10/02/2016 18:26 GMT | Updated 10/02/2017 05:12 GMT

Britain's EU Reform Negotiations Remain 'Fragile', Admits Donald Tusk

Negotiations over Britain's EU membership reforms remain "fragile", European Council president Donald Tusk said as he announced he was cancelling other engagements to try to ensure agreement at a summit next week.

Prime Minister David Cameron hopes to secure a final reform package when leaders from the 28-strong bloc meet in Brussels to allow the promised in/out referendum to be held before the summer.

Foreign Secretary Philip Hammond told MPs his own talks with counterparts at the weekend convinced him there was "the basis of a workable deal" on the most controversial issue of curbing migrant workers' benefits.

But there were fresh signs that the proposals - including an "emergency brake" on welfare payments - had failed to win public support, with a poll showing the numbers backing Brexit drawing level with those preferring to stay in.

Tory MP Steve Baker, chairman of Conservatives for Britain, claimed a member of the Government told him the pro-EU camp had "expected at this stage to be 20 to 30 points ahead".

"We have so slammed it that we, the leave side, are nine points ahead," he said of the most extreme of recent polls.

"Let's celebrate that we are winning."

In a statement Mr Tusk, who will chair the February 18/19 summit, said:"I am confident that this is a balanced and solid proposal and I hope to finalise it next week in the European Council.

"However, let me be clear, this is a very fragile political process. Therefore I have decided to cancel all my obligations and will hold a number of meetings with EU leaders and with the European Parliament in order to help reach an agreement."

French President Francois Hollande, German Chancellor Angela Merkel, Greek Prime Minister Alexis Tsipras, Romanian President Klaus Iohannis and Czech PM Bohuslav Sobotka are among those in his diary.

A survey by ICM found that the two sides of the argument were locked at 50% to 50% among voters who had made up their minds - a two-point rise for "leave" and a similar dip for "remain" since the proposals emerged last week.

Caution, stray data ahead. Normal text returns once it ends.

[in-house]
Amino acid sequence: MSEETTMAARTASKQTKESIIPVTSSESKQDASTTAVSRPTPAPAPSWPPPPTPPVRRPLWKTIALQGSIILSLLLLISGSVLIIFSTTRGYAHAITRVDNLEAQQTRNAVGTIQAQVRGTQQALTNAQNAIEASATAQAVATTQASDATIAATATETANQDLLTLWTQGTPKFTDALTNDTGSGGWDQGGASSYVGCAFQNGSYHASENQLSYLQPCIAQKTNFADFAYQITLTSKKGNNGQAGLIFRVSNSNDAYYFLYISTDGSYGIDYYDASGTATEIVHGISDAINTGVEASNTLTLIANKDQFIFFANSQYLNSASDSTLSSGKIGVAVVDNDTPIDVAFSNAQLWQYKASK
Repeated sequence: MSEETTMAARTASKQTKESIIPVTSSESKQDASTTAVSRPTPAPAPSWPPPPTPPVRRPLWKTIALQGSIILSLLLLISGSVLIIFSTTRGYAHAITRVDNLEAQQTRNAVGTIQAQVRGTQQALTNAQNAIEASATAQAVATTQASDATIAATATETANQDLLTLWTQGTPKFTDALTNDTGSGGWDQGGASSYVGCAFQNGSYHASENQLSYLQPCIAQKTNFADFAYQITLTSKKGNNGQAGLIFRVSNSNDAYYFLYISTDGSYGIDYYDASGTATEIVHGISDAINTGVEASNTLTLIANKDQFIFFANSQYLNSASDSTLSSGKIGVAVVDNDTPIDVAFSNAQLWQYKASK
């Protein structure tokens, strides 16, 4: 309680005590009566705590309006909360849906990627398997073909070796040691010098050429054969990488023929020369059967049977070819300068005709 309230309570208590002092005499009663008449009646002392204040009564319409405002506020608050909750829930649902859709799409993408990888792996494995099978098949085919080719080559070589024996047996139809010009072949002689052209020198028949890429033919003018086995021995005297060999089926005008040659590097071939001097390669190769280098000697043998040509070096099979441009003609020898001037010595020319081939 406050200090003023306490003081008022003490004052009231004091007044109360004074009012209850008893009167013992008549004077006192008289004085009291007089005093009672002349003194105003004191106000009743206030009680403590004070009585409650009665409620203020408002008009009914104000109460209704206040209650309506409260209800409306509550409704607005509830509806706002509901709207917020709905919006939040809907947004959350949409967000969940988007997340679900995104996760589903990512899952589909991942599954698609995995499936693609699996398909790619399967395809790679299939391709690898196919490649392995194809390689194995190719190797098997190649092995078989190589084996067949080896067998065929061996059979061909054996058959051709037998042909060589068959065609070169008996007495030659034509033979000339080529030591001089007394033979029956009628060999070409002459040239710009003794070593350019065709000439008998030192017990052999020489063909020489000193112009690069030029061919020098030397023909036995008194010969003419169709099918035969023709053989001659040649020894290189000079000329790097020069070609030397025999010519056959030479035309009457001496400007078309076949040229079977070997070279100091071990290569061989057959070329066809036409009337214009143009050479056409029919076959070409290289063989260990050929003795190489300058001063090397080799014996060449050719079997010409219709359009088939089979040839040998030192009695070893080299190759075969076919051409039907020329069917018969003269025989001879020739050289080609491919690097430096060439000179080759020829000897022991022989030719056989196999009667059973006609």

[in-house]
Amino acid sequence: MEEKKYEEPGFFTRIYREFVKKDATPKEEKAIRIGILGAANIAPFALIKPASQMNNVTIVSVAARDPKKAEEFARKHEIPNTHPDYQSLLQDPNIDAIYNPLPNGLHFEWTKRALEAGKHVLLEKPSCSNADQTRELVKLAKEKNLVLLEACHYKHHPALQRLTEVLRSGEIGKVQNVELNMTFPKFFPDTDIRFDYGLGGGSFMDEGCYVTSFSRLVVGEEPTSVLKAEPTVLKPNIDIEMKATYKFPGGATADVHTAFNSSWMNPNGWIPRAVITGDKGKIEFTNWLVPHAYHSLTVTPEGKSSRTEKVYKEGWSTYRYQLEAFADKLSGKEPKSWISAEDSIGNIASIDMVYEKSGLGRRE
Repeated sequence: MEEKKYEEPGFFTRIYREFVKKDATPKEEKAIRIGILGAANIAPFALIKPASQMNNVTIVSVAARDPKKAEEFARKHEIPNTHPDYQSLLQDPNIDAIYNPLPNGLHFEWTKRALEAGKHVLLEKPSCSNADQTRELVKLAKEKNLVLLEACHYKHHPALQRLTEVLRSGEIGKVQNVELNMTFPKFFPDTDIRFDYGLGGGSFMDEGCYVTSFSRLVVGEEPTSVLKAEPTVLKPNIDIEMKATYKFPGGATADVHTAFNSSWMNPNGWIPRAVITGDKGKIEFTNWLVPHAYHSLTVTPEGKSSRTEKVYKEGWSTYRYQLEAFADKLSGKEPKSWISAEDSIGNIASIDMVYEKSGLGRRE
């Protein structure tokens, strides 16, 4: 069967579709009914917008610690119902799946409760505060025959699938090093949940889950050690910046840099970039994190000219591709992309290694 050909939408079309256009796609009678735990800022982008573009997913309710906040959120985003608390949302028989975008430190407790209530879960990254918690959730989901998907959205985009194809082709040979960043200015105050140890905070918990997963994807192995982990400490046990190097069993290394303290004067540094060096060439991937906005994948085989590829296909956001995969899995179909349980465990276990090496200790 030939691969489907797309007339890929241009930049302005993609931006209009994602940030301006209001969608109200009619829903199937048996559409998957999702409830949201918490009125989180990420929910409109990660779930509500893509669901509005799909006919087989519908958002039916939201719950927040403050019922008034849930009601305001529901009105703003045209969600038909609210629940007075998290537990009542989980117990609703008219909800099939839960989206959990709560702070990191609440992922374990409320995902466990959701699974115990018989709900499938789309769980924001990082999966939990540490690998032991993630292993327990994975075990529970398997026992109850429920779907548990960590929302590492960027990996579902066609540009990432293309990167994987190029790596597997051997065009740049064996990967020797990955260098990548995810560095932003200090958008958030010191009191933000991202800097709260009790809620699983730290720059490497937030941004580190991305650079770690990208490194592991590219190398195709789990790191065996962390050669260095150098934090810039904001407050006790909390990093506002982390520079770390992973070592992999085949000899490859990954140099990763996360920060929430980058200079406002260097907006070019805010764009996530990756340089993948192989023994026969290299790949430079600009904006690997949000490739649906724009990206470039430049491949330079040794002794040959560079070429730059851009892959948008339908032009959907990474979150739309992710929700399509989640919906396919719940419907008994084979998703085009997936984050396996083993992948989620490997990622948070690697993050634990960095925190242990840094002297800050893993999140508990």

Mr Hammond told the Commons European Scrutiny Committee that remaining obstacles could be overcome.

"I won't say everybody is delighted but, broadly, the mood was that those countries who could be expected to have been critical of this approach were impressed with the way the Council had managed to find a solution which addressed the UK's needs without trampling roughshod over their cherished principles," he said about the welfare provisions.

He also claimed that the EU as a whole was moving in a more Brussels-sceptical direction, saying he could think of nine member states that would "instinctively align with us" on key issues.

As campaigners on both sides stepped up efforts to win over voters, Liberal Democrat leader Tim Farron said that while the EU was not perfect, "picking up your ball in a sulk and heading home, is not the way to win".

He added: "We should be a leading voice to make changes. Remaining in a reformed Europe."

He accused Mr Cameron of engaging in "a nasty race to the bottom on immigration, migration and refugees" by refusing demands to take in more refugees from Europe - including 3,000 unaccompanied children.

And he called on Labour leader Jeremy Corbyn to "step up" with a strongly pro-EU Labour campaign.

MP Graham Brady, who chairs the influential Tory backbench 1922 Committee, said he expected around 100 colleagues to openly back Brexit - significantly higher than the 50-70 recently mooted by Mr Baker.

But he told the New Statesman magazine he was not among those who believed Mr Cameron should quit as Prime Minister if the country voted to leave the EU against his recommendation.

"When we vote to leave the European Union I think it is very important that we have a period of stability. I think it would be hugely valuable to have an experienced team in place to deal with the renegotiation.

"I think it's actually very important that the Prime Minister should stay."

He said he expected at least one of the candidates to replace Mr Cameron as party leader when he does step down would be someone who had campaigned for Brexit.